So this drunk walks into a bar. It’s rather small in square footage but very tall in proportion. The drunk stops for a second, disoriented by the dimensions of the space, and gathers himself up. He makes his way to a stool at the bar and slides up to order a drink.
“What’ll you have, friend?”, the bartender asks.
“What’s the most exciting drink you have?”, replies the drunk.
“Well”, the bartender says, “there’s this one I call ‘Shit Mountain’. It’s made of whatever’s at hand, mixed however I see fit.”
“How long’s it take to make?”, the drunk asks, interest peaked and fidgeting nervously.
“Well, that depends on how you think about time. I mean, at one end, time can be thought of as some obsessively intimate and compulsive and fast-moving thing, and at the other it can be anunfathomably slow crawl of tectonic, evolutionary measure. And if I were to squeeze those dramatic bookends into one little ol’ drink… well, maybe I’d just be collapsing and expanding both those perspectives at once.”
The drunk stops fidgeting and stares the bartender straight in the face. “What the fuck are you talking about?”
“Well”, the bartender says, leaning into the bar in a familiar way, “let’s think about time as being linear in fact and cyclical in nature.”
Nothing registers in the face of the drunk but suspicion. He doesn’t even blink.
“OK, maybe an example could be of our – humanity’s – desire to interact with and repair nature. We do this because what we really want is to repair ourselves. And nature’s response… well, at best it’s indifference. At worst, it’s mockery.”
Again, no response from the drunk except for an empty, doubting stare.
“Or maybe we could think of the concept of time as something unknowable in the present moment. Maybe it’s in the death of an idea or belief that we are free to see it as it is, or was, and only then can we frame it in time. That in the present moment all things are unknowable because they are in chaos. And in that chaos time gets confused, inverted, turned around.”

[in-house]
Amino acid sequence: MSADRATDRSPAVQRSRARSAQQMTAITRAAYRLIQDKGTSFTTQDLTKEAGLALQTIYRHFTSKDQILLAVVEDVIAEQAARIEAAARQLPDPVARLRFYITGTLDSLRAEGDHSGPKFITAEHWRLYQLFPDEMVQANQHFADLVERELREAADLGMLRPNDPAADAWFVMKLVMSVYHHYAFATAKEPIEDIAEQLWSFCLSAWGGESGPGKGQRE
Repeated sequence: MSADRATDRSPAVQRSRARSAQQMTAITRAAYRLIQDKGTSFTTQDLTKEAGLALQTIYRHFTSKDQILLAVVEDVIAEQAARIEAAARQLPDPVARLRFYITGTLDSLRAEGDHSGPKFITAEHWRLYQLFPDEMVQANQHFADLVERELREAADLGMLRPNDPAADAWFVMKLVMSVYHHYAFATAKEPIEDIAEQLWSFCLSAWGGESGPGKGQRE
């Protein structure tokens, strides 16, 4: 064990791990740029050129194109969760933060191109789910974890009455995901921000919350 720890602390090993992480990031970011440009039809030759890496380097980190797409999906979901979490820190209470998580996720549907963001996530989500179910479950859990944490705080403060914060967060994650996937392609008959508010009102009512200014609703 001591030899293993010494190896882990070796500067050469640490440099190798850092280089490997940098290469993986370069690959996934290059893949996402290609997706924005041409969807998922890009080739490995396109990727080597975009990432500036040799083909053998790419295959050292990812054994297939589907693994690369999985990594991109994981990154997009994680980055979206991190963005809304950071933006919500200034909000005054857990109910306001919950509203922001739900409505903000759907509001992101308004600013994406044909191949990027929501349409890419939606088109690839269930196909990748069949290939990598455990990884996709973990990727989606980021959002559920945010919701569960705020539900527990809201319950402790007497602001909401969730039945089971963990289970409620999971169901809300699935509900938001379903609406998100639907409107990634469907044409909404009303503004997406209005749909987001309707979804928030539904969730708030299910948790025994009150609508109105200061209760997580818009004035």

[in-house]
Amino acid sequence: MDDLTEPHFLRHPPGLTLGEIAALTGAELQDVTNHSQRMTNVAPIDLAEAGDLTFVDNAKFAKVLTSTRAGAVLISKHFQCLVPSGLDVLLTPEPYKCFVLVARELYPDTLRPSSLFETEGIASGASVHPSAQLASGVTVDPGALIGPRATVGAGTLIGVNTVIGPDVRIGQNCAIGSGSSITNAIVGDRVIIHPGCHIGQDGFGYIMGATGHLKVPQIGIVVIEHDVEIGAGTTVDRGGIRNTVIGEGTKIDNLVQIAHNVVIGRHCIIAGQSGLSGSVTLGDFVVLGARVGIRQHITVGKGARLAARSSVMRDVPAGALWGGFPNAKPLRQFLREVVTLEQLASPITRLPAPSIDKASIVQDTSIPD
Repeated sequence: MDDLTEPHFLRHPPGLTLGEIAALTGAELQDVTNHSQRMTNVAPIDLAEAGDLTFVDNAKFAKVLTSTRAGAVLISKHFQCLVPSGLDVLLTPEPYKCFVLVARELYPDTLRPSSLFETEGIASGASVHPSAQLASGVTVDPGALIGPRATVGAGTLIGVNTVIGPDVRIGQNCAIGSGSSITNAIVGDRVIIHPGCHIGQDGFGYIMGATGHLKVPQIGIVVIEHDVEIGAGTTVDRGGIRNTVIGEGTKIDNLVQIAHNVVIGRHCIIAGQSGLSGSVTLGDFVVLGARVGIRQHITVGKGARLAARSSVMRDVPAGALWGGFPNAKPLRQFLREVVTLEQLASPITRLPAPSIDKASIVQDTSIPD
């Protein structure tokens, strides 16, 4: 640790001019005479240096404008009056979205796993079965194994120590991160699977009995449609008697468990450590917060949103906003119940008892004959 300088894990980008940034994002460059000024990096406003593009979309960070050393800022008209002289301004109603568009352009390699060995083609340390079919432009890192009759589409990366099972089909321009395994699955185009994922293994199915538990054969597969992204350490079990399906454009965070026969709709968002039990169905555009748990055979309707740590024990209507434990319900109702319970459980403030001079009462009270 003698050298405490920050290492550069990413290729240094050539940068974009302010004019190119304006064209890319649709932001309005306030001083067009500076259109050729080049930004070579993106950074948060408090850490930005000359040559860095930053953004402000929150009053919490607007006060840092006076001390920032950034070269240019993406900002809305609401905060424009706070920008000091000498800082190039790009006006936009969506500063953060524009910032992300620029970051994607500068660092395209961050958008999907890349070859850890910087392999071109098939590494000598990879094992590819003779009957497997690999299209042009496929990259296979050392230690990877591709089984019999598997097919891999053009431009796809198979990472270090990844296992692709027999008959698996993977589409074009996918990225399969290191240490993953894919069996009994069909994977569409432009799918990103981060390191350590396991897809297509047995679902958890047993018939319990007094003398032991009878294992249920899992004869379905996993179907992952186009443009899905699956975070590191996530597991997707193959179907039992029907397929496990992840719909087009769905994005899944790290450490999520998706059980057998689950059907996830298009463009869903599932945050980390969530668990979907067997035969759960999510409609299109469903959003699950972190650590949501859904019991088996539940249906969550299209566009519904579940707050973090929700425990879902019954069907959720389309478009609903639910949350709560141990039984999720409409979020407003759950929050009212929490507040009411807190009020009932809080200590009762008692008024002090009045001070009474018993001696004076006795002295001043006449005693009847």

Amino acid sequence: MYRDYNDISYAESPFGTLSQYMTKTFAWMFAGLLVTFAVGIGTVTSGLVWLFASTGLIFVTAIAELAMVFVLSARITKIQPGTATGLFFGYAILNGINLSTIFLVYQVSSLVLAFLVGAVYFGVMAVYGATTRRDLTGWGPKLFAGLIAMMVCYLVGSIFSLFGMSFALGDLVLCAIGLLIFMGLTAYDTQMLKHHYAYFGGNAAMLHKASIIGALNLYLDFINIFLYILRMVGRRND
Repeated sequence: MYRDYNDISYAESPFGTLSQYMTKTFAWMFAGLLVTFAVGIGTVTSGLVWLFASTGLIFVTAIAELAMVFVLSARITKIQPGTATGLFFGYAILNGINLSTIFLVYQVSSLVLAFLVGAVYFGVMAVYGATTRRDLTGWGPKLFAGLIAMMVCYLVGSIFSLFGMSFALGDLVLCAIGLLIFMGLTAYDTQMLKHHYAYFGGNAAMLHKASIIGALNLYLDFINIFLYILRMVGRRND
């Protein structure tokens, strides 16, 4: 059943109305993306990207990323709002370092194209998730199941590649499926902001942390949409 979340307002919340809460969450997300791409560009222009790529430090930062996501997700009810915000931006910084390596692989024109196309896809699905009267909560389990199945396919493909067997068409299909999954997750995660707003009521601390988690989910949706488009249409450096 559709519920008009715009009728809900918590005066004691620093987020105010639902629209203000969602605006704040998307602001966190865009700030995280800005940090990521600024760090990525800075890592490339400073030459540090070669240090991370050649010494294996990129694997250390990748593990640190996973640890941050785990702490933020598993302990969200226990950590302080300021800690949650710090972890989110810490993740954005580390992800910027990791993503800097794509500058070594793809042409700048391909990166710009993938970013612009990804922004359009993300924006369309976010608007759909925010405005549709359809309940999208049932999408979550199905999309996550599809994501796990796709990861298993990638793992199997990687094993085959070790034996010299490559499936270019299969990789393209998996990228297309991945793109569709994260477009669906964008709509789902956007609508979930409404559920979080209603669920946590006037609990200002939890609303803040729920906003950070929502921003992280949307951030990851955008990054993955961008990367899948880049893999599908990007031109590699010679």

The drunk looks down at the bar and slowly shakes his head. “Are you fucking kidding me man? Am I ever going to get this damn drink?”
“Sure, sure”, says the bartender, “I just want you to understand this drink and what you’re getting yourself into. It’s definitely not for everyone… This drink comes out of a sense of serious, extreme, purposeful play. It operates outside of the rules of refinement or restraint, it has no expectation to live up to.”
At that, the drunk gets up from his stool and steps back from the bar, pulls his pants down and squats. He takes a large crap on the floor and declares loudly to everyone in the bar, “Now that’s Shit Mountain!”, after which he immediately stands up, pants still down, and stumbles through the plate glass window of the bar, shattering it and falling on to the the rain-soaked street. He gets up quickly, hikes up his pants without buttoning them and hurries away, another lost soul into the Los Angeles night.
Escape to Shit Mountain is Joel Kyack’s second solo exhibition with Francois Ghebaly. He will present five new sculptures and seven new drawings.